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Expectation values equality

  1. Feb 25, 2014 #1
    Hi, I'd like to know if the following statement is true:
    Let [itex] \hat{A}, \hat{B} [/itex] be operators for any two observables [itex]A, B[/itex]. Then [itex] \langle \hat{A} \rangle_{\psi} = \langle \hat{B} \rangle_{\psi} \forall \psi [/itex] implies [itex] \hat{A} = \hat{B} [/itex].
    Here, [itex] \langle \hat{A} \rangle_{\psi} = \int_\mathbb{R^3} d^3x \psi^* \hat{A} \psi [/itex] is standard definition of expectation value of an operator [itex]\hat{A}[/itex].
    If this doesn't hold, could you provide any counterexample? Thank you!
     
  2. jcsd
  3. Feb 25, 2014 #2

    clem

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    Any two operators with odd parity would give zero for any wave function.
     
  4. Feb 25, 2014 #3
    yes - because the expected value of A-B will be zero for all psi, then by taking psi to be A-B's eigenvector, you reached the conclusion that A-B has only zero eigenvalues, which means A-B must be a zero operator.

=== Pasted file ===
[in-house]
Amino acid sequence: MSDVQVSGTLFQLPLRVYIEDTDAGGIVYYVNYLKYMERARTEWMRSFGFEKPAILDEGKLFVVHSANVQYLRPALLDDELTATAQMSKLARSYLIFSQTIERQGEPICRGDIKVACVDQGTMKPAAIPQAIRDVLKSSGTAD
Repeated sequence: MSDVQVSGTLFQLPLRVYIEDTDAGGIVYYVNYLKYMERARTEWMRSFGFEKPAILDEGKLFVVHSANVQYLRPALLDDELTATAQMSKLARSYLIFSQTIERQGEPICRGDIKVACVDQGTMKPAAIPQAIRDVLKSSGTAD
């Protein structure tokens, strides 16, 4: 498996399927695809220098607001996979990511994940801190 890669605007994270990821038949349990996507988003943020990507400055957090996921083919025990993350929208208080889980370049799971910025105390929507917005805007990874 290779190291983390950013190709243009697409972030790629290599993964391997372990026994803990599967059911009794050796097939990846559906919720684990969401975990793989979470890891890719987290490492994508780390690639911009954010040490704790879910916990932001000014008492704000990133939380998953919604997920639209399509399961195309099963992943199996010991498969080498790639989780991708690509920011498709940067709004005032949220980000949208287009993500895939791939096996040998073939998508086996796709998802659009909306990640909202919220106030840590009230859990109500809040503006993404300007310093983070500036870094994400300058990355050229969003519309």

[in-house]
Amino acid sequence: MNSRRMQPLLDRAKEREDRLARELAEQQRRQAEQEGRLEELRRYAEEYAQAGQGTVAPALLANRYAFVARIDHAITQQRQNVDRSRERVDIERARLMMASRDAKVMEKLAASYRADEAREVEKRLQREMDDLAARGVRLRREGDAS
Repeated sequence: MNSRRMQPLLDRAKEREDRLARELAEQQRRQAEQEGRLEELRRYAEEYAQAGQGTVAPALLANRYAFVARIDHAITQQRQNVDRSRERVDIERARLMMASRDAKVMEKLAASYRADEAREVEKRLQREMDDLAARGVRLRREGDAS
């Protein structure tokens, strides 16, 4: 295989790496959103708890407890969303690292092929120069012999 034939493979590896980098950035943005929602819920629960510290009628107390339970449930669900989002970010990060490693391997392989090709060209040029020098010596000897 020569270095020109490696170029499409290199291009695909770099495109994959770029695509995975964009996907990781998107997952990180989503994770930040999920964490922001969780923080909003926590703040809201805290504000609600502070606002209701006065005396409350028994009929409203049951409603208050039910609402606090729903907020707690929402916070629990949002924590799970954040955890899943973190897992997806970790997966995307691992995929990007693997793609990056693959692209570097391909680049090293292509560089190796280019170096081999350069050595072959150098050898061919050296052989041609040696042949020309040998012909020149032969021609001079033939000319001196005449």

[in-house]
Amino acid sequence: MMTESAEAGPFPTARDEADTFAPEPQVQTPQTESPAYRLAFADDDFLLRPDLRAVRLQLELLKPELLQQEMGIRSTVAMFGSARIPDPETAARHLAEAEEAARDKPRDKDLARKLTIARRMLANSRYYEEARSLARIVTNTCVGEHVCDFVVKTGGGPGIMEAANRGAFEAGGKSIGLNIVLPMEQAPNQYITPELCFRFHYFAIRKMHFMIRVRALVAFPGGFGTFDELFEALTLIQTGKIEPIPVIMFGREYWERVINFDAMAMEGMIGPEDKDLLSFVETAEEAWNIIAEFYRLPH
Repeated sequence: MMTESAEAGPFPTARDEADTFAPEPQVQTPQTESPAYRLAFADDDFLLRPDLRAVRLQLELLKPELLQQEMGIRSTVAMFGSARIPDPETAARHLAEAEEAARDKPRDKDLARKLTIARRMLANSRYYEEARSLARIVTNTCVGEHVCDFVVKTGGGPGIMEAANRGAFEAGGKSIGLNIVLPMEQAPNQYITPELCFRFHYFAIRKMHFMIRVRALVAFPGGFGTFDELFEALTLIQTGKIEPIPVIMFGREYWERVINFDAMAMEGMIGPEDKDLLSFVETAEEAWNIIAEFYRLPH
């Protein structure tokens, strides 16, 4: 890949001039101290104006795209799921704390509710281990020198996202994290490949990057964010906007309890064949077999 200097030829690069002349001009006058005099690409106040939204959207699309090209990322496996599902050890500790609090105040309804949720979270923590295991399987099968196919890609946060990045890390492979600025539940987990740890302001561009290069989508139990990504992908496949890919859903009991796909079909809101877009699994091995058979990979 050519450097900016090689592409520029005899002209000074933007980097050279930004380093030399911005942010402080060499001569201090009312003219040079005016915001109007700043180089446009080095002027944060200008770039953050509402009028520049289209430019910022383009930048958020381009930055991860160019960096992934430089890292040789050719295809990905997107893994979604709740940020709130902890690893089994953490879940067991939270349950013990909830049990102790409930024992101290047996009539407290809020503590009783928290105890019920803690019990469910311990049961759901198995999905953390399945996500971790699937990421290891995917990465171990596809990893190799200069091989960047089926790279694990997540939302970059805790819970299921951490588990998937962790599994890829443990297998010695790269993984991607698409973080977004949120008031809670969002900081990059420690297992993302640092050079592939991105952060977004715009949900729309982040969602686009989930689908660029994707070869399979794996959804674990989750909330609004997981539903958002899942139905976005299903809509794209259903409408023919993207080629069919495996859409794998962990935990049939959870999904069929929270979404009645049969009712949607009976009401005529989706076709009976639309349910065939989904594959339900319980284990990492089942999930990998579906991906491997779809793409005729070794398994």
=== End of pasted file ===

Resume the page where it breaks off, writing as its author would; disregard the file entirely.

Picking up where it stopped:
5. Feb 25, 2014 #4

    dextercioby

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    Of course, not. The general solution of [itex]\langle\psi, A\psi \rangle= \langle\psi, B\psi\rangle [/itex] is that either one is an extension of the other. Equality follows iff both operators are bounded. As a counterexample would be any symmetric operator which is not self-adjoint.
     
  6. Feb 25, 2014 #5

    WannabeNewton

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    Not that's wrong. If either A or B is unbounded then clearly your argument won't apply.
     
  7. Feb 25, 2014 #6
    sorry, I failed to see which step was not applicable due to unboundedness
     
  8. Feb 25, 2014 #7
    I'm new to the theory, but I think the reason is that spectrum of operator is defined for bounded operators. There exists also some extended definition of spectrum for unbounded operators, but it can be empty (unlike the spectrum of a bounded operator).
    BUT I read that in quantum mechanics every observable is represented by selfadjoint linear operator and according to another resource every selfadjoint everywhere defined operator is bounded. On the other hand bounded self adjoint operator may have no eigenvalue. So.. I don't know!
     
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